Two more executives quit driver lobby group

quit board

Self-anointed truckies’ campaigner, the United Transport Group (UTG), has undergone its second major management shake-up since its launch just six months ago.

Board member Colin Dyne, a highly regarded veteran driver, announced his departure on Facebook this week, while Big Rigs understands that former driver-turned academic Darren Delaney, a key member of the group’s executive advisory team, has also relinquished his position.

Both Dyne and Delaney arrived at the UTG soon after five of the original board members resigned in quick succession last October after refusing to sign a confidentiality agreement.

“I wish to advise that I have resigned as Chief Operating Officer from UTG,” wrote WA-based Dyne on his Facebook page yesterday.

“As of today, I have no further connection to the association United Transport Group. Under the terms of my Confidentiality Agreement with UTG, I am not at liberty to discuss any of the Group’s details publicly.

“I will continue to be an advocate for change and improvement in the Transport Industry and if you wish to have any discussion on Industry Issues, I am always here to assist where I can.”

Although both Dyne and Delaney are gagged from revealing details of the inner workings of UTG by confidentiality clauses, Big Rigs has learned from sources that they struck similar governance issues as their predecessors with CEO Roxanne Mysko.

“There was a huge difference of opinion due to the dictatorial manner in which the CEO is running things,” said one insider.

“If you want a group of people working with you to achieve aims and objectives of a corporation, group or association, decisions need to be collective decisions and unfortunately that was never the case.”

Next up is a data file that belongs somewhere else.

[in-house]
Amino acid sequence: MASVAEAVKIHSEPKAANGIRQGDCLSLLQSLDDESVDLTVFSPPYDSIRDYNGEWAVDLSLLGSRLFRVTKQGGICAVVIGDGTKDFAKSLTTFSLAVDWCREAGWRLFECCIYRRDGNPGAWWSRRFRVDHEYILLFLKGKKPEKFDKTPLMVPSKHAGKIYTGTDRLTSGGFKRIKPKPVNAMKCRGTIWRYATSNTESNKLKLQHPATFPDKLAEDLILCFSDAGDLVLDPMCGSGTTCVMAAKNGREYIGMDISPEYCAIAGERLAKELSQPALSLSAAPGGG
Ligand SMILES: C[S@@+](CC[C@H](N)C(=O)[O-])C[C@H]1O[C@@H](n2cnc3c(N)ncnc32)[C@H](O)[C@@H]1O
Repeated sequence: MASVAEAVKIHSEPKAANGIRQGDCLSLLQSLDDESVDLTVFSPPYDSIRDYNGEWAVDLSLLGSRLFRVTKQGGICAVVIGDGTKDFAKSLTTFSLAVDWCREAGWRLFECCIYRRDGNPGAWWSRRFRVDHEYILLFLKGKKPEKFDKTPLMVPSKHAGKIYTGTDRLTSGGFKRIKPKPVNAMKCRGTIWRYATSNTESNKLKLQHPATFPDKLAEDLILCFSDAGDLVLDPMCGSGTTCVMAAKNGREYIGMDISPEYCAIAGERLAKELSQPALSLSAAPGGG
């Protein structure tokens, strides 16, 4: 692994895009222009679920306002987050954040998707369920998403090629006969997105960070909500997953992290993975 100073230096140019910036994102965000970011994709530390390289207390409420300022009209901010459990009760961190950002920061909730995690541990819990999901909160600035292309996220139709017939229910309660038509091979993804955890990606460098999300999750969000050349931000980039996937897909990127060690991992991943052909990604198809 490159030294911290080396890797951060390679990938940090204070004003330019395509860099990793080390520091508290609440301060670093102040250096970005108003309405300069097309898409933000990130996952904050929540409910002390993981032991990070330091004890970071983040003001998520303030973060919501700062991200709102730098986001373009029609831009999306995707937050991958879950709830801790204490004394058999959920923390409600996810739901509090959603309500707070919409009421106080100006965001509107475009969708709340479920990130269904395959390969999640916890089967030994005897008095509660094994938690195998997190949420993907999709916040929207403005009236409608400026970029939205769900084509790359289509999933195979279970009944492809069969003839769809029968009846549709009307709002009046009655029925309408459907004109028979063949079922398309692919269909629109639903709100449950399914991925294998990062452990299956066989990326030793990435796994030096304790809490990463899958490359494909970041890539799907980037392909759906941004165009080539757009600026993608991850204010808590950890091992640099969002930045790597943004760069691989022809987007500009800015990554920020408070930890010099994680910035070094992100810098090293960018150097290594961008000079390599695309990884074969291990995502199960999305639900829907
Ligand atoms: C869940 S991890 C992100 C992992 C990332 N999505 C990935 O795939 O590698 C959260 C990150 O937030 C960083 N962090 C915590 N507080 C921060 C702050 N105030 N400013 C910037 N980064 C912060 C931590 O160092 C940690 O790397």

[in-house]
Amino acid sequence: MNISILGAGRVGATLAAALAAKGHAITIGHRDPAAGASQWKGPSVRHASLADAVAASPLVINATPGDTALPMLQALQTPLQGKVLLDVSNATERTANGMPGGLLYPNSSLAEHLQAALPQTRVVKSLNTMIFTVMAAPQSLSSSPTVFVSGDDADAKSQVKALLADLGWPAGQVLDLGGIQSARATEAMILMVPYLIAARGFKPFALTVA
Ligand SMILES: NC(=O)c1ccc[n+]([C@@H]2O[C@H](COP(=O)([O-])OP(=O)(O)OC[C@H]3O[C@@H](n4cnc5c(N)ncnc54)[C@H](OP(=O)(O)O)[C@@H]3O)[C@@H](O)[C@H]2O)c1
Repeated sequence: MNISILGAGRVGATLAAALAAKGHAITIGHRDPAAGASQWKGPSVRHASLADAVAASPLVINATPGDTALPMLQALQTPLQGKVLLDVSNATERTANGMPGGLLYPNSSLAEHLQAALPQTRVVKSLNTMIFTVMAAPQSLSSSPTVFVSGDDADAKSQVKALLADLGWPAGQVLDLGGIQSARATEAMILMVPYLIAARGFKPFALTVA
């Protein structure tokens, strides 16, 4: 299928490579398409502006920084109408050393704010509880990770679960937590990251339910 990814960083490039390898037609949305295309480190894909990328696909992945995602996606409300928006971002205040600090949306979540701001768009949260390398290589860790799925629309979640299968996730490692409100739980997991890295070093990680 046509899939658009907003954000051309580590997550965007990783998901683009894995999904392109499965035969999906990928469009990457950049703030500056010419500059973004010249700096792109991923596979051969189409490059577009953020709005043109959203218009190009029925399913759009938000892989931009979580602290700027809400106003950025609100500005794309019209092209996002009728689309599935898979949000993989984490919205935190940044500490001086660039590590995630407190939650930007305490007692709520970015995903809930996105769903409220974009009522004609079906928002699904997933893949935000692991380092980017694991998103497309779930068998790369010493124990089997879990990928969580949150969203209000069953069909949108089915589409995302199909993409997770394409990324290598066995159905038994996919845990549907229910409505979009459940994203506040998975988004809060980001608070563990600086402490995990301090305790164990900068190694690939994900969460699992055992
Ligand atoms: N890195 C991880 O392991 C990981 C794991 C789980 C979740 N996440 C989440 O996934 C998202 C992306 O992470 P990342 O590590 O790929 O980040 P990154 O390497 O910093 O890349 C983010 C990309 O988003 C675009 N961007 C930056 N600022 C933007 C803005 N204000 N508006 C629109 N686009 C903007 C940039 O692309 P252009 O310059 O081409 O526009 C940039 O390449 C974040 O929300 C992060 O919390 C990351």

Dyne did, however, tell us he still believes that harnessing the collective voice of the nation’s truckies is the answer to effecting positive changes.

“I believed that I could offer some form of direction and leadership with my owner personal networks, and collectively, if we all did the same, we might even just hit a run and put a score on the board,” he said.

“Even one score on the board is better than none.”

As for former truckie Delaney, Big Rigs has learned that he lost faith in the UTG delivering on its promises, and was frustrated by the lack of results.

Funded by annual memberships that start from $100, the group claims in its online mission statement that it aims to bring everyone together in transport so there “is a one stop shop for support and as a powerful voice to government for better operating conditions, less regulations, reductions in fines & sustainable industry changes in regulations to provide fairness for operations”.

Yet, aside from the apparent formation of industry specific groups to better inform the board of key industry issues, and two recent submissions by Mysko to the Senate inquiry into the road transport industry, the UTG’s profile seems limited to social media posts on its Facebook page.

Mysko has been approached for comment.

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